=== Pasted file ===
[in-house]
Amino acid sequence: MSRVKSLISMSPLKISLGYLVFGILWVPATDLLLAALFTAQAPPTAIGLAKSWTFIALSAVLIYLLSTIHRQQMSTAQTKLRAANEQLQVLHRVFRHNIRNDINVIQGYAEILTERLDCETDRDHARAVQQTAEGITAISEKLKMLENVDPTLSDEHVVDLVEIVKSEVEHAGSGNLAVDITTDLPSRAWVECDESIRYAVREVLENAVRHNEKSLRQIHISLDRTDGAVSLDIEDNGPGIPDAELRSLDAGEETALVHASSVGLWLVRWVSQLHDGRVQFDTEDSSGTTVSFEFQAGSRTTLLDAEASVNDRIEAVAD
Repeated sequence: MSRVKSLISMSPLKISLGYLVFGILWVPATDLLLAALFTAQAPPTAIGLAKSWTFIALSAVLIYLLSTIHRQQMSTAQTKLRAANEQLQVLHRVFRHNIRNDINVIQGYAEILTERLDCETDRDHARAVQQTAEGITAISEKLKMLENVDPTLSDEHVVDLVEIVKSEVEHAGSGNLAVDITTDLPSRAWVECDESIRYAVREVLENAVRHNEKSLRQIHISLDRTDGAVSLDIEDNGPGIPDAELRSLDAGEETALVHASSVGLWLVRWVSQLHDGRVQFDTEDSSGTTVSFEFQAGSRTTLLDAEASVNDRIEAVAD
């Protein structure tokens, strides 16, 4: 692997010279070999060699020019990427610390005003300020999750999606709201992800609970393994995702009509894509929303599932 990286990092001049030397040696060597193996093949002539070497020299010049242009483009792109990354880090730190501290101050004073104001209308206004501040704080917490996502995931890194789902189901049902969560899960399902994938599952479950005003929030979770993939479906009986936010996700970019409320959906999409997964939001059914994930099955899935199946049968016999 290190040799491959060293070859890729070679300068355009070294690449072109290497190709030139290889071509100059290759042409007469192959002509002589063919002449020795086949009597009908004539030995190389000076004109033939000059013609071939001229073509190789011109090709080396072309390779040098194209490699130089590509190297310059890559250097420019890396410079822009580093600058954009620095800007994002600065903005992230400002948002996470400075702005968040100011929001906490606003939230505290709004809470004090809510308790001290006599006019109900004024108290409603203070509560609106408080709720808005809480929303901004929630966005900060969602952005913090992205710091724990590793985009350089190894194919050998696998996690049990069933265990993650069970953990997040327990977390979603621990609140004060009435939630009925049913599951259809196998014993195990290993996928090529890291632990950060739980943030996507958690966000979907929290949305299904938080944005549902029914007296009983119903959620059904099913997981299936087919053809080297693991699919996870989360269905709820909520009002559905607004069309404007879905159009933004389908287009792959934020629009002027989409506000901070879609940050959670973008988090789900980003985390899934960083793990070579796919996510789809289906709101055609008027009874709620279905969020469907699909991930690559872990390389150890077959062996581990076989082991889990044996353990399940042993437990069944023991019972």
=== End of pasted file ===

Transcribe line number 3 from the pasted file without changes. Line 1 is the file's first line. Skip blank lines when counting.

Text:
Repeated sequence: MSRVKSLISMSPLKISLGYLVFGILWVPATDLLLAALFTAQAPPTAIGLAKSWTFIALSAVLIYLLSTIHRQQMSTAQTKLRAANEQLQVLHRVFRHNIRNDINVIQGYAEILTERLDCETDRDHARAVQQTAEGITAISEKLKMLENVDPTLSDEHVVDLVEIVKSEVEHAGSGNLAVDITTDLPSRAWVECDESIRYAVREVLENAVRHNEKSLRQIHISLDRTDGAVSLDIEDNGPGIPDAELRSLDAGEETALVHASSVGLWLVRWVSQLHDGRVQFDTEDSSGTTVSFEFQAGSRTTLLDAEASVNDRIEAVAD